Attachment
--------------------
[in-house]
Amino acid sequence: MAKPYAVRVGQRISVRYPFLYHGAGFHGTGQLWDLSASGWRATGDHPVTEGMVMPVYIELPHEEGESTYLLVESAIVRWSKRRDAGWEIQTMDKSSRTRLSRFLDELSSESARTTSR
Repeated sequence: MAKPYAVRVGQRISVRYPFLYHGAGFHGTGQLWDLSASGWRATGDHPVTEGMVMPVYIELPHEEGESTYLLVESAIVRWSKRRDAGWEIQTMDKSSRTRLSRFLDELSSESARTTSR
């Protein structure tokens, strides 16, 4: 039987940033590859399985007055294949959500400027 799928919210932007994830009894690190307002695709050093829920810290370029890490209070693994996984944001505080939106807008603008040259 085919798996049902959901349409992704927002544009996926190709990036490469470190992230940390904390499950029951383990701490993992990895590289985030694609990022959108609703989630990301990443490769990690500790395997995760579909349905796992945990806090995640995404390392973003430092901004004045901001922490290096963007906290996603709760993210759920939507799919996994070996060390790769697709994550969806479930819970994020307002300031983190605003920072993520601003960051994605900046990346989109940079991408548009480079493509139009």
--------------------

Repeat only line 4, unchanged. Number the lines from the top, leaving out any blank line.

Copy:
């Protein structure tokens, strides 16, 4: 039987940033590859399985007055294949959500400027 799928919210932007994830009894690190307002695709050093829920810290370029890490209070693994996984944001505080939106807008603008040259 085919798996049902959901349409992704927002544009996926190709990036490469470190992230940390904390499950029951383990701490993992990895590289985030694609990022959108609703989630990301990443490769990690500790395997995760579909349905796992945990806090995640995404390392973003430092901004004045901001922490290096963007906290996603709760993210759920939507799919996994070996060390790769697709994550969806479930819970994020307002300031983190605003920072993520601003960051994605900046990346989109940079991408548009480079493509139009």